Perfect Play in the game of nim

This post reports on the creation of a python package for the game of nim. The package contains a function that finds the perfect move in a given position and informs on whether the position is winning. In the package we make use of Charles Leonard Bouton’s solution of the game of Nim. We use the so-called normal variant, where the player with the last move wins.

The creation of the package is preparatory work for the reinforcement learning of the game of nim.

The code is available on github.

In this post we follow the standard nomenclature as used e.g. on wikipedia and in this article .

Remarks on ⊕, the bitwise Xor Operator

  • ⊕ is the symbol normally used in maths for the bitwise xor operator. Another way of describing ⊕ is as bitwise addition modulo-2. An explanation of how this  ⊕ operator works is given below.
  • In python there is an implementation of the bitwise xor operator. The symbol is however ^.  So a⊕b = a^b (in python). This may be confusing to people familiar with other programming languages, as in some languages ^ refers instead to exponentiation.
  • To avoid confusion in the package we define our own bitwise xor operator, calling it instead |NIM_PLUS|. For this we make use of the infix package https://pypi.python.org/pypi/infix/. The infix package allows the definition of custom operators, which aid readability for those accustomed with mathematical operators.
  • Also we define a function for the bitwise sum of a list of integers, calling it NIM_SUM

Examples

Examples of the bitwise xor operator, |NIM_PLUS| resp. ⊕,  in action

  1. Example 13 ⊕ 7 =  3 |NIM_PLUS| 7 =  4.
    Explanation:
    3 :  has the following bitwise 8-bit representation : [0, 0, 0, 0, 0, 0, 1, 1]
    7 :  has the following bitwise8-bit representation : [0, 0, 0, 0, 0,  1, 1, 1]The bitwise sum is [0, 0, 0, 0, 0,  1, 2, 2]. Taking mod 2 this becomes[0, 0, 0, 0, 0,  1, 0, 0] = 4
  2. 13 ⊕ 17 = 13 |NIM_PLUS| 17 = 28

Explanation:
13 :  has the following bitwise 8-bit representation : [0, 0, 0, 0,  1,   1, 0,  1]
11 :  has the following bitwise 8-bit representation :  [0, 0, 0,  1,  0, 0,  0, 1]

The bitwise-xor-operation yields   [0, 0, 0,  1,  1,  1,  0,  0] = 28

As mentioned, the package provides a generalised version of NIM_PLUS, called NIM_SUM, which expects a list of integers as input.

For a list of two this reduces to NIM_PLUS, in the following way

NIM_SUM([a , b]) =

a |NIM_PLUS| b =

a ⊕ b =

a ^ b   ( in python)

For a longer list of three this becomes

NIM_SUM([a , b, c]) =

a |NIM_PLUS| b |NIM_PLUS| c=

a ⊕ b ⊕ c =

a ^ b ^ c   ( in python)

The package also provides

  • a command line function.
    After installing the package one can run the e.g. the following command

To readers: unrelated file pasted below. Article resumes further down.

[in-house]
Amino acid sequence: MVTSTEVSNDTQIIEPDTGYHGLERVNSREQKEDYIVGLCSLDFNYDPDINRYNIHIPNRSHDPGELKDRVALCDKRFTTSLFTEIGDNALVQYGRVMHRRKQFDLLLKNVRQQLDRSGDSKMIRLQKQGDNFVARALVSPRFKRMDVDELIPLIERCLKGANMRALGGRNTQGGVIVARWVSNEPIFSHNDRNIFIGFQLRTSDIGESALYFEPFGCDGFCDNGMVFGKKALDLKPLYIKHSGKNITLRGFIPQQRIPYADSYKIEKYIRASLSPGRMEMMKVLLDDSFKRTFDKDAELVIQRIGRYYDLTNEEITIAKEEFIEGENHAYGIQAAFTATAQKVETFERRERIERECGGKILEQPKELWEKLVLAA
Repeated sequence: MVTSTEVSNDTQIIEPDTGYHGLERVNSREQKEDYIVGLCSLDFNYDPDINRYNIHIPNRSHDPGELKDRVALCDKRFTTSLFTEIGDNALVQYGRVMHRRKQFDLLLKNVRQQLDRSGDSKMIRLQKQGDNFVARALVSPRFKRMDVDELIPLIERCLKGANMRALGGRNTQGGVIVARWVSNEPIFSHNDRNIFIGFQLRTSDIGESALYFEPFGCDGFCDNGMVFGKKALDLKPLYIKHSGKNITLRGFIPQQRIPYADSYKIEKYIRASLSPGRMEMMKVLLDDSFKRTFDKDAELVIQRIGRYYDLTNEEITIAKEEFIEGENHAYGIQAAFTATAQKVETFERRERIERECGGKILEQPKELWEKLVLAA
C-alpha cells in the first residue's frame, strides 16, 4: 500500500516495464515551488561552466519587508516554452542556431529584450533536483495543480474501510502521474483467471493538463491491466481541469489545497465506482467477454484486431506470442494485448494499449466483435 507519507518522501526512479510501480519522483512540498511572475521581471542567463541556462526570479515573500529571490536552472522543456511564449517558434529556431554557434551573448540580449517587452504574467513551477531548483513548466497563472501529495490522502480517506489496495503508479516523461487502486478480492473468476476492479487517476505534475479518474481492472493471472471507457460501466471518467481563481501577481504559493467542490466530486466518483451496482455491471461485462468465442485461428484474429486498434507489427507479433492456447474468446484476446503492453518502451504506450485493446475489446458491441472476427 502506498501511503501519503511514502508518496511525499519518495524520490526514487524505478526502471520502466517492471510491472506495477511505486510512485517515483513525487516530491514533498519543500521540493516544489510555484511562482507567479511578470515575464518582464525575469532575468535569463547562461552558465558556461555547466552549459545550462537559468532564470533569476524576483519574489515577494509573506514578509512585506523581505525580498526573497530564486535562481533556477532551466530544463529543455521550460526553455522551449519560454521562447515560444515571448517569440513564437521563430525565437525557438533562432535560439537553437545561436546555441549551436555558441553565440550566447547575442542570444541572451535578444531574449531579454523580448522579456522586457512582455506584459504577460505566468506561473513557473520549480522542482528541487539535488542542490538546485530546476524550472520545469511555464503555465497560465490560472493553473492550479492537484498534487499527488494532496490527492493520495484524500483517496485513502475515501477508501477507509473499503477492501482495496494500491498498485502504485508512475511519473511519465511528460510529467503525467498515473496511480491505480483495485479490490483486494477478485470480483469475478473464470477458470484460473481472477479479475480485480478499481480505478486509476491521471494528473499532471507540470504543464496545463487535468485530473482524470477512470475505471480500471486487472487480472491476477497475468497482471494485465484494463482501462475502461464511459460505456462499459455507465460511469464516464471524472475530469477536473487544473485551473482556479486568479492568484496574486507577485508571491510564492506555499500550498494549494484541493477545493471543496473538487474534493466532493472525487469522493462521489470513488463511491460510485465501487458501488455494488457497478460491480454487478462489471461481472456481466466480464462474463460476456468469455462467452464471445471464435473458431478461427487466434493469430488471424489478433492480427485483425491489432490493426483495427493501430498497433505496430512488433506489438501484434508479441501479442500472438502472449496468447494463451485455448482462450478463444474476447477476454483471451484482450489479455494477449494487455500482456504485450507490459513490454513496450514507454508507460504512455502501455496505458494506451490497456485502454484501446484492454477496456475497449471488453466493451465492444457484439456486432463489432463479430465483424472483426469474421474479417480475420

> nim-game -H 1 3 5 7

The output is:

{‘winning’: False, ‘description’: ‘From heap 3 take this number of beans : 1’, ‘move’: [3, 1], ‘next_position’: [1, 3, 5, 6], ‘position_before_move’: [1, 3, 5, 7]}

  • various unit tests, e.g. of the expected properties of NIM_PLUS and NIM_SUM. Further tests include a playout, with the expectation of alternating winning and losing positions, the command line functionality (including parsing).
  • To find out from which heap to take away the “beans”, we follow the approach described  in the nim-article on Wikipedia with this statement: “To find out which move to make, let X be the nim-sum of all the heap sizes. Find a heap where the nim-sum of X and heap-size is less than the heap-size – the winning strategy is to play in such a heap, reducing that heap to the nim sum of its original size with X.  ” There is a function in the package devoted to finding such a heap, if there are more solutions than one the function choses the first heap among those. The function in the package is called find_heap_with_power.

Finally let’s look at an example playout. We use this code, which is almost identical to one of the unit tests in the package:

The code above produces the following output for the playout:

position :[1, 3, 5, 7], next_position: [1, 3, 5, 6], winning : False, done: False
position :[1, 3, 5, 6], next_position: [0, 3, 5, 6], winning : True, done: False
position :[0, 3, 5, 6], next_position: [0, 3, 5, 5], winning : False, done: False
position :[0, 3, 5, 5], next_position: [0, 0, 5, 5], winning : True, done: False
position :[0, 0, 5, 5], next_position: [0, 0, 4, 5], winning : False, done: False
position :[0, 0, 4, 5], next_position: [0, 0, 4, 4], winning : True, done: False
position :[0, 0, 4, 4], next_position: [0, 0, 3, 4], winning : False, done: False
position :[0, 0, 3, 4], next_position: [0, 0, 3, 3], winning : True, done: False
position :[0, 0, 3, 3], next_position: [0, 0, 2, 3], winning : False, done: False
position :[0, 0, 2, 3], next_position: [0, 0, 2, 2], winning : True, done: False
position :[0, 0, 2, 2], next_position: [0, 0, 1, 2], winning : False, done: False
position :[0, 0, 1, 2], next_position: [0, 0, 1, 1], winning : True, done: False
position :[0, 0, 1, 1], next_position: [0, 0, 0, 1], winning : False, done: False
position :[0, 0, 0, 1], next_position: [0, 0, 0, 0], winning : True, done: True

The output always shows the current position, the next position, whether the current position is winning, and finally whether the game is finished. We observe that in the sequence the winning state alternates between True and False as it must for an optimally played game.

Also the output prints … done: True .. when the game is finished.